Shea Serrano, an author and television writer from San Antonio, never passes up an opportunity to talk about her beloved Spurs. He said that he “lost it” when the Spurs won the lottery.

“It felt in the city at the time like we had won another championship,” he said.

Brandon Gayle, the Spurs’ chief operating officer, said the team had seen a sharp increase in demand for season tickets, and from a younger, more diverse demographic than usual. San Antonio’s population is approximately 66 percent Hispanic or Latino of any race and 23 percent white alone, with less than 10 percent of residents identifying as Asian or Black/African American. according to the US Census Bureau.. Gayle said the Spurs wanted to expand their reach to Mexico and Austin, Texas, where the team has played several games in recent seasons.

From the opening of the Spurs’ stadium, the AT&T Center, before the 2002-3 season through the 2018-19 season, the last time the team made the playoffs, San Antonio always ranked in the top half of attendance. of the NBA. They were in the bottom five in the past two seasons.

Carly Tovar represents the second generation of a three-generation Spurs family. He attended the draft night party with his young son, Mario Calderón, and his father, Ralph Tovar, who began cheering for the Spurs when the team moved from Dallas in the 1970s. The Spurs won their first title in 1999, when Carly was in high school. Despite his father’s protests, he went downtown to join in the celebration, where fans walked down the freeway, honking their car horns in glee and soaking in the victory over the Knicks.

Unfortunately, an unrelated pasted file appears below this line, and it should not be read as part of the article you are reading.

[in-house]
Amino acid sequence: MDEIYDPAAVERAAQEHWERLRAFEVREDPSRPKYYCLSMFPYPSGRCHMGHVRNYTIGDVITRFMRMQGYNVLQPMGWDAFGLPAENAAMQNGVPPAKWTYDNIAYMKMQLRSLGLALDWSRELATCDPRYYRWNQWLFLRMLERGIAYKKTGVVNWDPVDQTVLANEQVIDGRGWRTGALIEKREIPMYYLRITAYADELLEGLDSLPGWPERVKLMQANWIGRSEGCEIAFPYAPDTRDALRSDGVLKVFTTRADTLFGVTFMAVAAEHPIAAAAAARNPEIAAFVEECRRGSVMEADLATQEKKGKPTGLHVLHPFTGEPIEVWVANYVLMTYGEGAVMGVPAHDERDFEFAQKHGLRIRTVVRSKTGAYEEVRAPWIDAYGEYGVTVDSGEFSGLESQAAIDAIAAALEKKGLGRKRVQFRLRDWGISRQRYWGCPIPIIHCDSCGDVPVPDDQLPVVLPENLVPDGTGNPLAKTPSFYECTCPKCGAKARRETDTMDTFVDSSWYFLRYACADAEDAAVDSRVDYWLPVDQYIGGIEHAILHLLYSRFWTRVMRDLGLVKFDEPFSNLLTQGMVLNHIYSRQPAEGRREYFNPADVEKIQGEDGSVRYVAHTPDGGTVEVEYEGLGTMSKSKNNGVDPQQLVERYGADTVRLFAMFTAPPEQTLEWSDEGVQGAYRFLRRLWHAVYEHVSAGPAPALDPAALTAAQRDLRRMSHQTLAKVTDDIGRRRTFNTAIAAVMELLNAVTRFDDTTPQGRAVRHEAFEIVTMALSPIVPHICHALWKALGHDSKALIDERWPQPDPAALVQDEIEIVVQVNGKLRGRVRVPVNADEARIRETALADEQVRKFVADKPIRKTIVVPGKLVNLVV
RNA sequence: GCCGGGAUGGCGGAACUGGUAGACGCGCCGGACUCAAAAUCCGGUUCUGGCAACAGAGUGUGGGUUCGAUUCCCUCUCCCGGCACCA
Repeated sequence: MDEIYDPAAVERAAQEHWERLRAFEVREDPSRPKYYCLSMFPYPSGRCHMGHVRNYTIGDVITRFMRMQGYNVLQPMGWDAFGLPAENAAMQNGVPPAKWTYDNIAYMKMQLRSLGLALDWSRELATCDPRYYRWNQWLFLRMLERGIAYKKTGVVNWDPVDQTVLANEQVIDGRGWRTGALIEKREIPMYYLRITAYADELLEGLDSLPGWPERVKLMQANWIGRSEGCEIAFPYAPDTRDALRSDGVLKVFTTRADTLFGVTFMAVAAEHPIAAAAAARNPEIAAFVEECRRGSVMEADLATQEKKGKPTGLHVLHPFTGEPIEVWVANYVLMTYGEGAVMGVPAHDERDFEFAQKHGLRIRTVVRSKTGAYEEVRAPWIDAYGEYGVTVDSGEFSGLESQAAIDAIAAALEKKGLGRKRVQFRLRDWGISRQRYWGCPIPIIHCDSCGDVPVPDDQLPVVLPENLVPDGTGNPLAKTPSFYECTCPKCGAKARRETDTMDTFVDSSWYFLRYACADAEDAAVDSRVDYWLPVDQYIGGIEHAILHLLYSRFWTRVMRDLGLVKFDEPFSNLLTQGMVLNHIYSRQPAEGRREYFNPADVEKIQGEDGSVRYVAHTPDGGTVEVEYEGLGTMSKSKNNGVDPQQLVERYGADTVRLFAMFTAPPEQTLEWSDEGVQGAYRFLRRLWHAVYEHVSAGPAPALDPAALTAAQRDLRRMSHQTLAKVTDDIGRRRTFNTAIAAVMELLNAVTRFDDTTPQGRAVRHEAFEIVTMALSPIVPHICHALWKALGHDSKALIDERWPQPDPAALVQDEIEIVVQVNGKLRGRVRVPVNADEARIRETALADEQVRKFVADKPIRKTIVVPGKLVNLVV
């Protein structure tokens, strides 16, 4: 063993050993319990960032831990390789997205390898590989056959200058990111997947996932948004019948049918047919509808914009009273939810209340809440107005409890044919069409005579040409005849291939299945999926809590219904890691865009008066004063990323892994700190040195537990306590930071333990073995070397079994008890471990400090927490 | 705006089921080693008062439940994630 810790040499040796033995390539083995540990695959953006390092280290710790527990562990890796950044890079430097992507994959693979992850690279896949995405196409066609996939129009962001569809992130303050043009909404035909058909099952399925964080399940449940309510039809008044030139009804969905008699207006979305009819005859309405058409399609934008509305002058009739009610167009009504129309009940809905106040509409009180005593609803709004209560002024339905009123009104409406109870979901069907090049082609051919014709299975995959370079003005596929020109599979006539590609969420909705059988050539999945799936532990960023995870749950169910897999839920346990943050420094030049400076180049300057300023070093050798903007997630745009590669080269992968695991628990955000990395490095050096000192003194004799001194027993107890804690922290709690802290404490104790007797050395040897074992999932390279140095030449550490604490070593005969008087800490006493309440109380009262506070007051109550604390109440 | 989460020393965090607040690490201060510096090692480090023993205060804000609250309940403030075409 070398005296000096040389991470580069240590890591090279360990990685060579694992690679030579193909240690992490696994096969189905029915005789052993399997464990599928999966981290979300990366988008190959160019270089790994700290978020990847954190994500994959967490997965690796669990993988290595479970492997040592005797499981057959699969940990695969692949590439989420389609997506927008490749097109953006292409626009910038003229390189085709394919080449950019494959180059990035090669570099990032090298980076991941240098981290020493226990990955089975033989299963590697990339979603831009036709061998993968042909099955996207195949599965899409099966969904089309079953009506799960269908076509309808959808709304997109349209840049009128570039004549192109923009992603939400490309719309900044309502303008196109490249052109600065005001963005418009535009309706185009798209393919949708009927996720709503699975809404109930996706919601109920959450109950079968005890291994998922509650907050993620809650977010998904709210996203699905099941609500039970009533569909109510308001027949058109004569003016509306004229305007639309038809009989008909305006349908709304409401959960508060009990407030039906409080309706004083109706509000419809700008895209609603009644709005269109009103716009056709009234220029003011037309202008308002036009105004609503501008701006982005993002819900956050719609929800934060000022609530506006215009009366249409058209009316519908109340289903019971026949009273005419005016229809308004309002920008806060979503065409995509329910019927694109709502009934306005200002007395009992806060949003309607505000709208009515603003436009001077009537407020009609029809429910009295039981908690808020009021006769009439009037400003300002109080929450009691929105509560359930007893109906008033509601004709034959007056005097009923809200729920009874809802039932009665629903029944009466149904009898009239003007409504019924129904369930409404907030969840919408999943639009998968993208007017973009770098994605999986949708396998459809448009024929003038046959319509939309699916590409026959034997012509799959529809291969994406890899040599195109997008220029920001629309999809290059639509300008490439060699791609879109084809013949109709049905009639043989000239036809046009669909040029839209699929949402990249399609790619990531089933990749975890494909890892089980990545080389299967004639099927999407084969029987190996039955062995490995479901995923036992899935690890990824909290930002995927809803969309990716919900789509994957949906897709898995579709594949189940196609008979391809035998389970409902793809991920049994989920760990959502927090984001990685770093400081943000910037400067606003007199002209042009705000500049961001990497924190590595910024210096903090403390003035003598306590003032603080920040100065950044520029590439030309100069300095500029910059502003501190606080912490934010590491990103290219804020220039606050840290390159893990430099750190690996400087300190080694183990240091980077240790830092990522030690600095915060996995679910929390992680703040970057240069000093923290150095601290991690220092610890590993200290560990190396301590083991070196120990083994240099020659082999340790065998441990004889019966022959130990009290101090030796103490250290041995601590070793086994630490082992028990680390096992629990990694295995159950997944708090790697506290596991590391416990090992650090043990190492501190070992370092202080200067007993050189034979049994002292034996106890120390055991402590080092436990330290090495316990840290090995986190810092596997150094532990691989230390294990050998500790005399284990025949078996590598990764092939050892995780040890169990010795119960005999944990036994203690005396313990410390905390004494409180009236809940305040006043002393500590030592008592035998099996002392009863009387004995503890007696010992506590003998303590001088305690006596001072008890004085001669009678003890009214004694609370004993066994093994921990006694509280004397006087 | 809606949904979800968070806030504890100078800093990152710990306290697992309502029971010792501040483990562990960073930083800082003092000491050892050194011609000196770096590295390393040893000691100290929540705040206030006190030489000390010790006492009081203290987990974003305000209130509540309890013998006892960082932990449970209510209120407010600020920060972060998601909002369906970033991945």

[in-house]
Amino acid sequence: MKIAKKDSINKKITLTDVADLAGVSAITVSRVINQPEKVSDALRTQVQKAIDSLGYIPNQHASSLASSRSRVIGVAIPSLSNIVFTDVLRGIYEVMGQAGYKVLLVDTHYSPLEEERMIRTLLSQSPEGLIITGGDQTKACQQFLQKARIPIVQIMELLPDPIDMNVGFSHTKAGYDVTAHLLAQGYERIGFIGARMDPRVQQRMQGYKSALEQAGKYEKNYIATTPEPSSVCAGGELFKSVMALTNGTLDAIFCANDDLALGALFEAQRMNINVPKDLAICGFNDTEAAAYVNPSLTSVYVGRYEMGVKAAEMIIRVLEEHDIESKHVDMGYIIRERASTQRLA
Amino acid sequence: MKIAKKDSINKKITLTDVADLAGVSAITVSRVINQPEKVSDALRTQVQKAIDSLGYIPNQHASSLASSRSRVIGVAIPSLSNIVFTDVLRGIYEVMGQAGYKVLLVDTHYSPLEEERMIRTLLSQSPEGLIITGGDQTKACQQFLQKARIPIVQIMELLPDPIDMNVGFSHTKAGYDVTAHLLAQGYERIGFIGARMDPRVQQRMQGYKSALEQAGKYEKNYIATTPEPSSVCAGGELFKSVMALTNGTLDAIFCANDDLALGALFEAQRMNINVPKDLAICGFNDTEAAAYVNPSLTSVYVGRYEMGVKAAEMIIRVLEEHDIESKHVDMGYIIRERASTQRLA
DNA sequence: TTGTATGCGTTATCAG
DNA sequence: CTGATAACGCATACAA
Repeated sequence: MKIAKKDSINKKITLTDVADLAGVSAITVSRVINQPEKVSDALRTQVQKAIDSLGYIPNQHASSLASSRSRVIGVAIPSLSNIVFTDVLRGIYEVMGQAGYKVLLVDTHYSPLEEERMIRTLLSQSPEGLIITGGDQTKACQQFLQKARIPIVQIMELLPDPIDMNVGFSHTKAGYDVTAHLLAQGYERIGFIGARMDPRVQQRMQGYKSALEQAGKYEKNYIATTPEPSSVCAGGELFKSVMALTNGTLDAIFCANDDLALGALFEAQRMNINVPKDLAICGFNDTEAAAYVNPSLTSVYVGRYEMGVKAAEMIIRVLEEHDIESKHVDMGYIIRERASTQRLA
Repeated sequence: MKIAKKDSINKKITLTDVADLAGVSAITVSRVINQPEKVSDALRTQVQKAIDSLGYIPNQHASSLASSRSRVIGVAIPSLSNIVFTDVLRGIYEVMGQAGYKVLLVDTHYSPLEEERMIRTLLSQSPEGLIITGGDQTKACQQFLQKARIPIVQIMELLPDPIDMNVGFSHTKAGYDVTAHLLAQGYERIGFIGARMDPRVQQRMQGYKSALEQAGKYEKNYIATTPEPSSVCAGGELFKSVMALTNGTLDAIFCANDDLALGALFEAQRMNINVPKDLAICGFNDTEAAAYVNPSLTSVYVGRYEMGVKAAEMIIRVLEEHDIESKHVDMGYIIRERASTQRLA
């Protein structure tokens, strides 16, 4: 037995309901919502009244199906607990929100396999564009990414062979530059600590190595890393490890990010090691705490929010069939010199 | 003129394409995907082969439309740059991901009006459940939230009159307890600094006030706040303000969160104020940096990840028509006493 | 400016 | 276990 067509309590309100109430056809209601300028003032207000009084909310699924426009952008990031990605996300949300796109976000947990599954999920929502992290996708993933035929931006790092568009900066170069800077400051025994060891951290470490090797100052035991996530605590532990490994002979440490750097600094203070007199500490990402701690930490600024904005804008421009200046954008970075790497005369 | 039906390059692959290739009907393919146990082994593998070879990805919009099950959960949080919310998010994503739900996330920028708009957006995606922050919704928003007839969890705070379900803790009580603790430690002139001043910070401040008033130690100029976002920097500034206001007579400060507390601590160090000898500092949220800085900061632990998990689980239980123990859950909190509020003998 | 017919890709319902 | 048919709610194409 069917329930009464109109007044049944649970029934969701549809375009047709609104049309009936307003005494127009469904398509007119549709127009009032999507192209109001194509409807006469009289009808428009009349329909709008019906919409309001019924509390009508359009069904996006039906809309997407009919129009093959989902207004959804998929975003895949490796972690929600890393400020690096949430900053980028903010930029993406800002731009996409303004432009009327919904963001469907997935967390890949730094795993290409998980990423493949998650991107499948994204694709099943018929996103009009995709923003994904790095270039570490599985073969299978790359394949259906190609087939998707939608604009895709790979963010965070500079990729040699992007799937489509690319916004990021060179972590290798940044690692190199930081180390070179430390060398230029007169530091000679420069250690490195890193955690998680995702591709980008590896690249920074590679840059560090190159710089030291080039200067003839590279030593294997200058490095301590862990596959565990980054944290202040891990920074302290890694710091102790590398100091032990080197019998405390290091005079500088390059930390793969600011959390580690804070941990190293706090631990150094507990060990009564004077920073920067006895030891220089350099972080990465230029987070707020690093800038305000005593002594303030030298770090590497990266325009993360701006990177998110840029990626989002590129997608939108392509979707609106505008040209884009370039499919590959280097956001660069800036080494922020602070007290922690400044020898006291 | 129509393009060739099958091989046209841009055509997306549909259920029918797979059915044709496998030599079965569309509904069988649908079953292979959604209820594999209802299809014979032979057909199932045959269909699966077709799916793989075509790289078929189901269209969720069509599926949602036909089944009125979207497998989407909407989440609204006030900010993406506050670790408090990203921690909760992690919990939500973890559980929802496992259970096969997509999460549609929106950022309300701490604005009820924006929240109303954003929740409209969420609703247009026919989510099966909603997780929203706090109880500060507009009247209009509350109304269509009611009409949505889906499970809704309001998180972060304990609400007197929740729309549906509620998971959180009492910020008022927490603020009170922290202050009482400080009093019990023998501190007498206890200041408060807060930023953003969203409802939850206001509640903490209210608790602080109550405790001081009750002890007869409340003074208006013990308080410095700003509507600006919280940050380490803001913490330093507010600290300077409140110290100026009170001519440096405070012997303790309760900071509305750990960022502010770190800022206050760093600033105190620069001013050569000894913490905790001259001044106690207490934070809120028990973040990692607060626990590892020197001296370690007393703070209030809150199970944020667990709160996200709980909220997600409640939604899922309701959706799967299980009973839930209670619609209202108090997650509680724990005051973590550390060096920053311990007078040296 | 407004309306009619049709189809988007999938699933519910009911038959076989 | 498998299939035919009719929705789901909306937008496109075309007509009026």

“I came up with David Robinson, Avery Johnson, and I got to appreciate the next generation with Duncan and Robinson,” Carly said. “So now we can see that happen for the third time.” She motioned to her son.

Ralph agreed. “It’s good for our city,” he said. “It has what we call the light, the fire.”

The renewed energy around the Spurs has visibly changed San Antonio, in the form of impressive tributes to Wembanyama from local artists. Oscar Alvarado, a tile mosaic artist who traces his family roots to San Antonio for nearly 300 years, built an 18-foot-tall Wembanyama cutout out of steel and plywood. Colton Valentine created a larger-than-life mural of Wembanyama patting two basketballs outside a bar in the artsy Southtown neighborhood, earning a visit from Spurs coach Gregg Popovich. And Nik Soupe was perhaps the boldest of them all: He finished a mural of Wembanyama in a Spurs jersey almost two months before the draft lottery.

Several fans said Wembanyama’s ability to generate a palpable buzz was decidedly “not Spurs”. Duncan was notoriously quiet and rarely did interviews or commercials, much like Kawhi Leonard, who helped the Spurs win their most recent championship, in 2014.

But so far, Wembanyama has reveled in the spotlight. He beamed in a video on Instagram as a horde of fans greeted him after landing in San Antonio on Friday.

“You should expect legions of old ladies praying in Catholic churches for the Spurs to win,” Castro said, “and for people to celebrate their success like a member of their family. That’s the level of enthusiasm and how personal a lot of people take it there.”


Sara Marcus
Sara Marcus
Meet Sara Marcus, our newest addition to the Unlisted News team! Sara is a talented author and cultural critic, whose work has appeared in a variety of publications. Sara's writing style is characterized by its incisiveness and thought-provoking nature, and her insightful commentary on music, politics, and social justice is sure to captivate our readers. We are thrilled to have her join our team and look forward to sharing her work with our readers.